I promised myself, after watching The Impossible once, that I could never bring myself to watch it twice. I usually follow the instructions firmly noted in my head but this 2012 movie starring Ewan McGregor and Naomi Watts was, like the title, impossible to avoid.
In 2004, the Indian Ocean Tsunami hit Thailand with surprising force a wave so devastating that its rippling effects can still be felt. Mother Nature was unusually fierce, angry and unforgiving on that day showing no mercy to any man, woman or child in her path.
The two things that stood out for me as I watched, aghast at these real life events, was how one family, separated by the cruelest circumstances, never stopped looking for each other and the kindness of strangers, emerging from treacherous waters helping them to reunite. I just can’t think of a more factually, powerful story and couldn’t for the life of me see how this tragedy could end well for a family in the midst of something unimaginable; but I was so wrong.
I know how the love we have for people can be all we need to progress, achieve and inspire but this movie, even in its ugly parts, beautifully shows us how far we will go to save each other. It’s true, unfortunately, that not everyone can be so selfless but the actions of this together, whilst apart family shows us how it is humanly possible.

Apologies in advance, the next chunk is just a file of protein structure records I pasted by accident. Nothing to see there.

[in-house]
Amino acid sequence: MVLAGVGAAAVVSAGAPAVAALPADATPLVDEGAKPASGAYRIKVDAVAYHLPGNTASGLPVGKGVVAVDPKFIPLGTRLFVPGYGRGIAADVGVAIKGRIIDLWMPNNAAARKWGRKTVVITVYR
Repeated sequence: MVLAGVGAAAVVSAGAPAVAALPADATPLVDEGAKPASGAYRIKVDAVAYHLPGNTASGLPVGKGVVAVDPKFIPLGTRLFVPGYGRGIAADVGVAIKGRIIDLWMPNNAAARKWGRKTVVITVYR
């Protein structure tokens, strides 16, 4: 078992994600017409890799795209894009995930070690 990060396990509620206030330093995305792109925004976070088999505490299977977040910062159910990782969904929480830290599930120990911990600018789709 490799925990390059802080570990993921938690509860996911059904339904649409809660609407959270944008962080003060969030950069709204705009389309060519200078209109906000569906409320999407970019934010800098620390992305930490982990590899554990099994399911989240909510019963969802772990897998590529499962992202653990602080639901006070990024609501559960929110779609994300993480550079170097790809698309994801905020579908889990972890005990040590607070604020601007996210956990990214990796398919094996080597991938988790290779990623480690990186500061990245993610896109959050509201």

Mother Nature was the cruel instigator but another, kind mother, continued to nurture and teach her eldest son as she lay dangerously close to becoming a burnt out star which her two missing sons were gazing upon, wondering if the brightest was their mummy. Many will not be able to watch as this story unfolds, the first scenes are uneasy and many of my friends switched off. It’s easy to switch off though isn’t it? Not so easy for anyone desperate for a lifeline. Choking on infested waters; suffocated by tsunami stench.
There are so many messages in this story, some are obvious and others are hidden for you to find but only if you watch and as good as most movies are, as wonderfully written, as breathtakingly acted; there is nothing more absorbing than genuine events with genuine people.